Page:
In 1977, the backlash against the gay rights movement, so long feared and expected by activists, began in the United States.
Till this point progress had been more or less uninterrupted. And in 1977 alone, the US State Department had finally repealed its ban on the employment of homosexuals which had been in force since the 1940s. (In the 1960s, some of the very first gay rights demos had been staged to protest this ban). Harvey Milk was the first openly gay person to be elected to a local government council (in San Francisco unsurprisingly). On TV, ‘Soap’ began beaming its openly and happily gay character into the world’s lounge rooms. In Jimmy Carter’s White House senior aids were meeting with activists to discuss how to support their cause. Even in the Republican Party, gays were coming out – their caucus, the Log Cabin Republicans was founded.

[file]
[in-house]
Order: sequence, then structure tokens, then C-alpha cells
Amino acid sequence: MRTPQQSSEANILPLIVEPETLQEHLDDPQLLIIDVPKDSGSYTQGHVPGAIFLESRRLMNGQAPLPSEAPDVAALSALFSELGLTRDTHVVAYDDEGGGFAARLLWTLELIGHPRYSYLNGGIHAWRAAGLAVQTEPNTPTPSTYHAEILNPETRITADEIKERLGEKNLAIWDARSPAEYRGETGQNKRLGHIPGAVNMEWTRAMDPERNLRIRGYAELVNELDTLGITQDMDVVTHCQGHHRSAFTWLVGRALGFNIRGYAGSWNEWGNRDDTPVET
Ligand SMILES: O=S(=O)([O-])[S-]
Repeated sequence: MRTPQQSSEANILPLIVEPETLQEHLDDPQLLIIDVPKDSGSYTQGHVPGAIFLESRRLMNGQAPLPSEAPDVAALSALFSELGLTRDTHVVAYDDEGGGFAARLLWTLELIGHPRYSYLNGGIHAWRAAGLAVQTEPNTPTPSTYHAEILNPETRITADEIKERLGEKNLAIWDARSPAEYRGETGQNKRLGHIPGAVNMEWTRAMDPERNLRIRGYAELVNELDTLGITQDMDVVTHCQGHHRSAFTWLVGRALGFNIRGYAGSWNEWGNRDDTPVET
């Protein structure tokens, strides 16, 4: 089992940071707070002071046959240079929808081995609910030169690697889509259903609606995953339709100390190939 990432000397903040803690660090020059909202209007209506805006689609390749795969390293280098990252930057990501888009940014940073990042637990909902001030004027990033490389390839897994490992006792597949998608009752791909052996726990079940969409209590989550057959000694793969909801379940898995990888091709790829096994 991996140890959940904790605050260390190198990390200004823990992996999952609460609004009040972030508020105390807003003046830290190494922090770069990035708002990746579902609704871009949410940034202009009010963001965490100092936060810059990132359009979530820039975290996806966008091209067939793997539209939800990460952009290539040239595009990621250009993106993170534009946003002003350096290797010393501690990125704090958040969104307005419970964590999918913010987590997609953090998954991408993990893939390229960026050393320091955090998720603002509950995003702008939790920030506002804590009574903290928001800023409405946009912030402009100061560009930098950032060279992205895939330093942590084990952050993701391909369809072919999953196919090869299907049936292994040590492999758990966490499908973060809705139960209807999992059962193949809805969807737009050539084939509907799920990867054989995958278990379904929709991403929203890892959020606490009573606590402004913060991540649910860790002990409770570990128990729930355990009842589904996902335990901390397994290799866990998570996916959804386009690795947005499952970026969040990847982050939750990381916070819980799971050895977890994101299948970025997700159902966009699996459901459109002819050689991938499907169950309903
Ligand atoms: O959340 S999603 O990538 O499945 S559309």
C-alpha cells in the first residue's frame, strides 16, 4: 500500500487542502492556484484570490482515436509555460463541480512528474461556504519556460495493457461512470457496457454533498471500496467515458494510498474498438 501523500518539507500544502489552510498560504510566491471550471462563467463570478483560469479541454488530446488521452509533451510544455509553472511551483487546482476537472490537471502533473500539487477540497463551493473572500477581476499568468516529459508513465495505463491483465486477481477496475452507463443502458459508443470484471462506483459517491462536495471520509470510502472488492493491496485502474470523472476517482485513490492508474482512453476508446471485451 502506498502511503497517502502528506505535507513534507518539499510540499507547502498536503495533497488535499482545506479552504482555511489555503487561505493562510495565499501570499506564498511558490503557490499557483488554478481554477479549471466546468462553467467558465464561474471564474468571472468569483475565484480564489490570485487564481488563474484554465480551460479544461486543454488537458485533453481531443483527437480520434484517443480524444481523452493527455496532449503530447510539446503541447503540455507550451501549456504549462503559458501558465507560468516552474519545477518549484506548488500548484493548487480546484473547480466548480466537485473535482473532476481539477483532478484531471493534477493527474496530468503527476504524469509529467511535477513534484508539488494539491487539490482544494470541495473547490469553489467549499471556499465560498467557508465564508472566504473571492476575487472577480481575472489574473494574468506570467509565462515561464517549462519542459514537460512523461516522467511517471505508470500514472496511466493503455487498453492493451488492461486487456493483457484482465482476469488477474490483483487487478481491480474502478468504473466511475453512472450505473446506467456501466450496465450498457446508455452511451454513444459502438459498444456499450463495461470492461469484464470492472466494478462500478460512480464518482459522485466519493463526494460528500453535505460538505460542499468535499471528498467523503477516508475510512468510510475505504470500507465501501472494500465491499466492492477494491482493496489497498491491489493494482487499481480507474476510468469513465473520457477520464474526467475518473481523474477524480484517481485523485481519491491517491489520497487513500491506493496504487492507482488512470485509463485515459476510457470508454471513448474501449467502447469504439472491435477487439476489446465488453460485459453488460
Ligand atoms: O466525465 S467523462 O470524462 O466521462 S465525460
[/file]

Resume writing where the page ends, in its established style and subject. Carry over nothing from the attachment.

Many local governments were passing gay rights ordinances, adopting policies opposing discrimination. In January, Miami became the first major city in the South to do so. And here the trouble began. Anita Bryant, a former Miss America runner-up and born-again Christian, was outraged. She published a full-page ad in the Miami Herald warning that ‘Since homosexuals cannot reproduce, they must recruit, must freshen their ranks. And who better qualifies as a likely recruit than a teenage boy or girl who is surging with sexual awareness’. It was a declaration of war by Bryant and her organisation, Save Our Children. And in the USA, at least, the war is raging still.